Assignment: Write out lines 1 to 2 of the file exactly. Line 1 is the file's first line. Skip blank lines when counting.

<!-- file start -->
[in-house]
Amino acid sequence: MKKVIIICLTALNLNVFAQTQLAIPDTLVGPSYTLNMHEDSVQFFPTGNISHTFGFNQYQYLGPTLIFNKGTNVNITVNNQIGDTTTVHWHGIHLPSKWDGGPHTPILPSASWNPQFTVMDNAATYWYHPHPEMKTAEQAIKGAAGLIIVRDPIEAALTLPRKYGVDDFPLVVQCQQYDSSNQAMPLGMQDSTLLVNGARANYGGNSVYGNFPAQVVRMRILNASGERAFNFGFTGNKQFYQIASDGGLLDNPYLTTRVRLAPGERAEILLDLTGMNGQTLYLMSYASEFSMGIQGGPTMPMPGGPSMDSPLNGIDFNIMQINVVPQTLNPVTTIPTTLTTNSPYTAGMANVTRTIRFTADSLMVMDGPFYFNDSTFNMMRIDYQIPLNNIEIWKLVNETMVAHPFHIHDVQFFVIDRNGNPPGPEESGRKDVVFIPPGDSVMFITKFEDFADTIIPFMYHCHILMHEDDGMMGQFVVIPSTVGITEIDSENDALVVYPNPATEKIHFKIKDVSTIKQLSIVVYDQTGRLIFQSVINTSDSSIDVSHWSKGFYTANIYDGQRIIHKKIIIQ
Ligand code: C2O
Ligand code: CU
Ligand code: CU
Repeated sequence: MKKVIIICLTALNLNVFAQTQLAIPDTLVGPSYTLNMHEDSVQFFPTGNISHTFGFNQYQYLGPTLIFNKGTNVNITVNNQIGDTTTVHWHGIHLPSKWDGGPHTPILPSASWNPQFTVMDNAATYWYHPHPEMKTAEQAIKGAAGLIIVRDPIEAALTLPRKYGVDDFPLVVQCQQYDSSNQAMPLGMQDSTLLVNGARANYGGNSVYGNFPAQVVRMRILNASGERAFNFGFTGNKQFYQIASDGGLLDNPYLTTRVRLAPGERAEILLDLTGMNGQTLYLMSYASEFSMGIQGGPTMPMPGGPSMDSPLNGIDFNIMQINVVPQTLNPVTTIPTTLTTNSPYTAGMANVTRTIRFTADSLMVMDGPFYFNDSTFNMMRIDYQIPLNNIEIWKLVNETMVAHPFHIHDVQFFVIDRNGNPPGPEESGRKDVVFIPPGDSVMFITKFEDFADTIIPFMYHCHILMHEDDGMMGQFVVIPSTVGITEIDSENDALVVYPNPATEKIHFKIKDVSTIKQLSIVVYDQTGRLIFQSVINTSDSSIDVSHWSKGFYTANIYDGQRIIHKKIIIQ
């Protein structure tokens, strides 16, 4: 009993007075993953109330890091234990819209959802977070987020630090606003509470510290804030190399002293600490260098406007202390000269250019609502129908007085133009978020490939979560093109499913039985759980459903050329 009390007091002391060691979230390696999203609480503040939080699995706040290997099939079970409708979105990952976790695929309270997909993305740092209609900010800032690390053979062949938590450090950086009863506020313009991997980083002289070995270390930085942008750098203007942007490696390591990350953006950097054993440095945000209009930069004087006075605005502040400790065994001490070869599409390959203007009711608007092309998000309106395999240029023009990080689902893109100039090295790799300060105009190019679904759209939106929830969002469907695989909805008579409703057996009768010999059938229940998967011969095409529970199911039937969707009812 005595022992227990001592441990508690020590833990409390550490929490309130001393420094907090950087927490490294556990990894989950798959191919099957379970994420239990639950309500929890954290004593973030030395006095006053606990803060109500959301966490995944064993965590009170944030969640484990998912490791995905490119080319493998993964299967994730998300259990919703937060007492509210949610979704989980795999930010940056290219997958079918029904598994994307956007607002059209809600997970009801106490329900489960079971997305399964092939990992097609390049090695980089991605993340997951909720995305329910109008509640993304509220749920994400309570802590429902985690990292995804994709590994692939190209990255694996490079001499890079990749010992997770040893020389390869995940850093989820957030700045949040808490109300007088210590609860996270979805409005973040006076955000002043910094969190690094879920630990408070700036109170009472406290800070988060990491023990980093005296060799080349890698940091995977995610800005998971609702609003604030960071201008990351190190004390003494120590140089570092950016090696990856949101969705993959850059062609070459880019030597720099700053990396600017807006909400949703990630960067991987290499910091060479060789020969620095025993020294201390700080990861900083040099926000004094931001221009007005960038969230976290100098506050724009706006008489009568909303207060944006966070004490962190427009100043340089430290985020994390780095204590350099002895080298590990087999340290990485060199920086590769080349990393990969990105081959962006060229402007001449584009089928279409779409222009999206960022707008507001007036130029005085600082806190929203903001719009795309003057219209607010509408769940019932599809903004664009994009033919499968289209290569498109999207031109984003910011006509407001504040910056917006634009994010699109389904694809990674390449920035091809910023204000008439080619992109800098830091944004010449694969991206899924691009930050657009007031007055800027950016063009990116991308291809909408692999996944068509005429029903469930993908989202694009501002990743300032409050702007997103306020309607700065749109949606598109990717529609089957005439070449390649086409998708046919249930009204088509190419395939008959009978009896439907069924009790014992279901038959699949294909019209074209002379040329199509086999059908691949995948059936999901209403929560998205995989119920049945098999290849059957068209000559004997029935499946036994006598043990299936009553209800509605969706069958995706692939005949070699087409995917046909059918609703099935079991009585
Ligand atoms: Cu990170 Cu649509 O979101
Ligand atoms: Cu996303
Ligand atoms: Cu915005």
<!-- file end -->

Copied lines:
[in-house]
Amino acid sequence: MKKVIIICLTALNLNVFAQTQLAIPDTLVGPSYTLNMHEDSVQFFPTGNISHTFGFNQYQYLGPTLIFNKGTNVNITVNNQIGDTTTVHWHGIHLPSKWDGGPHTPILPSASWNPQFTVMDNAATYWYHPHPEMKTAEQAIKGAAGLIIVRDPIEAALTLPRKYGVDDFPLVVQCQQYDSSNQAMPLGMQDSTLLVNGARANYGGNSVYGNFPAQVVRMRILNASGERAFNFGFTGNKQFYQIASDGGLLDNPYLTTRVRLAPGERAEILLDLTGMNGQTLYLMSYASEFSMGIQGGPTMPMPGGPSMDSPLNGIDFNIMQINVVPQTLNPVTTIPTTLTTNSPYTAGMANVTRTIRFTADSLMVMDGPFYFNDSTFNMMRIDYQIPLNNIEIWKLVNETMVAHPFHIHDVQFFVIDRNGNPPGPEESGRKDVVFIPPGDSVMFITKFEDFADTIIPFMYHCHILMHEDDGMMGQFVVIPSTVGITEIDSENDALVVYPNPATEKIHFKIKDVSTIKQLSIVVYDQTGRLIFQSVINTSDSSIDVSHWSKGFYTANIYDGQRIIHKKIIIQ